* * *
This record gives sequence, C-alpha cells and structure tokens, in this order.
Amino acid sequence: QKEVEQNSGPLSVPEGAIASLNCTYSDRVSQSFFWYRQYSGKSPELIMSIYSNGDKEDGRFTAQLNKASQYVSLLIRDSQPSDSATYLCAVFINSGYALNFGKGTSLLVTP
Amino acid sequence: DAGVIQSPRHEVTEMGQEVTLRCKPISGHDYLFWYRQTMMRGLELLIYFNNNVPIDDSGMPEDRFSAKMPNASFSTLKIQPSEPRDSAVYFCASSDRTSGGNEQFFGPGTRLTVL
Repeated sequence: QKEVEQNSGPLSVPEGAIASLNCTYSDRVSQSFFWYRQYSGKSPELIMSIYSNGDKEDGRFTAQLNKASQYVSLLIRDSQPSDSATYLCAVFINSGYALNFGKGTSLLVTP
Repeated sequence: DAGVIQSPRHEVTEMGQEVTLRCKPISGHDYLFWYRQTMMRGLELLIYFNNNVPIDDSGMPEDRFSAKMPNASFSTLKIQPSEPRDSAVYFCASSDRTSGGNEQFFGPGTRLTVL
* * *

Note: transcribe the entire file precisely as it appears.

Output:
This record gives sequence, C-alpha cells and structure tokens, in this order.
Amino acid sequence: QKEVEQNSGPLSVPEGAIASLNCTYSDRVSQSFFWYRQYSGKSPELIMSIYSNGDKEDGRFTAQLNKASQYVSLLIRDSQPSDSATYLCAVFINSGYALNFGKGTSLLVTP
Amino acid sequence: DAGVIQSPRHEVTEMGQEVTLRCKPISGHDYLFWYRQTMMRGLELLIYFNNNVPIDDSGMPEDRFSAKMPNASFSTLKIQPSEPRDSAVYFCASSDRTSGGNEQFFGPGTRLTVL
Repeated sequence: QKEVEQNSGPLSVPEGAIASLNCTYSDRVSQSFFWYRQYSGKSPELIMSIYSNGDKEDGRFTAQLNKASQYVSLLIRDSQPSDSATYLCAVFINSGYALNFGKGTSLLVTP
Repeated sequence: DAGVIQSPRHEVTEMGQEVTLRCKPISGHDYLFWYRQTMMRGLELLIYFNNNVPIDDSGMPEDRFSAKMPNASFSTLKIQPSEPRDSAVYFCASSDRTSGGNEQFFGPGTRLTVL